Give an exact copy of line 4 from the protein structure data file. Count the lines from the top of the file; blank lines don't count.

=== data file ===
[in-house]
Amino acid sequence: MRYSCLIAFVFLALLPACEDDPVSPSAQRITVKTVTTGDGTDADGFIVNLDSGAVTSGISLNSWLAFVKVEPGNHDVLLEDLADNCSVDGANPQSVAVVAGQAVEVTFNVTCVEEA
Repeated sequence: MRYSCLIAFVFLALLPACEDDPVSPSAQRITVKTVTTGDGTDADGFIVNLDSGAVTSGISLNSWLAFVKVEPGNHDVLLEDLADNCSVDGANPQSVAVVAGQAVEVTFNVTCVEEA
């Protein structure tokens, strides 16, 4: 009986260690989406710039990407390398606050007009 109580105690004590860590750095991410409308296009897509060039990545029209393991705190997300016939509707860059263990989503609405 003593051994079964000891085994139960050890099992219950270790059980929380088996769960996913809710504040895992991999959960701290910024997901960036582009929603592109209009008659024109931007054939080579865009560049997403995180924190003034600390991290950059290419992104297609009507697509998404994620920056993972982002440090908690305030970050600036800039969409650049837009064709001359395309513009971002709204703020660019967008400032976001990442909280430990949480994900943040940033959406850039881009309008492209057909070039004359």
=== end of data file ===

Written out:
């Protein structure tokens, strides 16, 4: 009986260690989406710039990407390398606050007009 109580105690004590860590750095991410409308296009897509060039990545029209393991705190997300016939509707860059263990989503609405 003593051994079964000891085994139960050890099992219950270790059980929380088996769960996913809710504040895992991999959960701290910024997901960036582009929603592109209009008659024109931007054939080579865009560049997403995180924190003034600390991290950059290419992104297609009507697509998404994620920056993972982002440090908690305030970050600036800039969409650049837009064709001359395309513009971002709204703020660019967008400032976001990442909280430990949480994900943040940033959406850039881009309008492209057909070039004359």